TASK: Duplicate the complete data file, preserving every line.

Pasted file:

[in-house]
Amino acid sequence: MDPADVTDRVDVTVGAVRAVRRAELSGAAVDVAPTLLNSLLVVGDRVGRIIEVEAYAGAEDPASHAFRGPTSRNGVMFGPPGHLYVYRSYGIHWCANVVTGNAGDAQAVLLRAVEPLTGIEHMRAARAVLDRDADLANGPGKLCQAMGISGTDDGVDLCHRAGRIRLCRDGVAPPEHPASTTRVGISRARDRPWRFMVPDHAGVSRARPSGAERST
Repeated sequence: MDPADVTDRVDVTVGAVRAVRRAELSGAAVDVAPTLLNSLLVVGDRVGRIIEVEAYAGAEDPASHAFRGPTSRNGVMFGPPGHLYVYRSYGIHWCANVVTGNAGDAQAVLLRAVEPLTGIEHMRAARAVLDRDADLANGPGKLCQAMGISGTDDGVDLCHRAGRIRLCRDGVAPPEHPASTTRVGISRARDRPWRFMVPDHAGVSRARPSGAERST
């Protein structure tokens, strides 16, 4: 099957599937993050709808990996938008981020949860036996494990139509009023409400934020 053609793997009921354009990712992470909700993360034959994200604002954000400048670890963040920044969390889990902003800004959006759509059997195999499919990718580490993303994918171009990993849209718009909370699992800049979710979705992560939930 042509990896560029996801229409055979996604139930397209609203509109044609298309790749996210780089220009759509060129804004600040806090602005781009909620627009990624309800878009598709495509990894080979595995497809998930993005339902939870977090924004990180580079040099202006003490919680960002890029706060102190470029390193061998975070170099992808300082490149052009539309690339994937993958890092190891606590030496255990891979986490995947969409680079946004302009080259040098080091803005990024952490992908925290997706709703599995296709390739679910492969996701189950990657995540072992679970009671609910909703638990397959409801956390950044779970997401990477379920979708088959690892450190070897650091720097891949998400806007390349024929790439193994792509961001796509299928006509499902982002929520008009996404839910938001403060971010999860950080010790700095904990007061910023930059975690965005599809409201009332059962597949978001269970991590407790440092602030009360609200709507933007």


[in-house]
Amino acid sequence: MDPADVTDRVDVTVGAVRAVRRAELSGAAVDVAPTLLNSLLVVGDRVGRIIEVEAYAGAEDPASHAFRGPTSRNGVMFGPPGHLYVYRSYGIHWCANVVTGNAGDAQAVLLRAVEPLTGIEHMRAARAVLDRDADLANGPGKLCQAMGISGTDDGVDLCHRAGRIRLCRDGVAPPEHPASTTRVGISRARDRPWRFMVPDHAGVSRARPSGAERST
Repeated sequence: MDPADVTDRVDVTVGAVRAVRRAELSGAAVDVAPTLLNSLLVVGDRVGRIIEVEAYAGAEDPASHAFRGPTSRNGVMFGPPGHLYVYRSYGIHWCANVVTGNAGDAQAVLLRAVEPLTGIEHMRAARAVLDRDADLANGPGKLCQAMGISGTDDGVDLCHRAGRIRLCRDGVAPPEHPASTTRVGISRARDRPWRFMVPDHAGVSRARPSGAERST
């Protein structure tokens, strides 16, 4: 099957599937993050709808990996938008981020949860036996494990139509009023409400934020 053609793997009921354009990712992470909700993360034959994200604002954000400048670890963040920044969390889990902003800004959006759509059997195999499919990718580490993303994918171009990993849209718009909370699992800049979710979705992560939930 042509990896560029996801229409055979996604139930397209609203509109044609298309790749996210780089220009759509060129804004600040806090602005781009909620627009990624309800878009598709495509990894080979595995497809998930993005339902939870977090924004990180580079040099202006003490919680960002890029706060102190470029390193061998975070170099992808300082490149052009539309690339994937993958890092190891606590030496255990891979986490995947969409680079946004302009080259040098080091803005990024952490992908925290997706709703599995296709390739679910492969996701189950990657995540072992679970009671609910909703638990397959409801956390950044779970997401990477379920979708088959690892450190070897650091720097891949998400806007390349024929790439193994792509961001796509299928006509499902982002929520008009996404839910938001403060971010999860950080010790700095904990007061910023930059975690965005599809409201009332059962597949978001269970991590407790440092602030009360609200709507933007």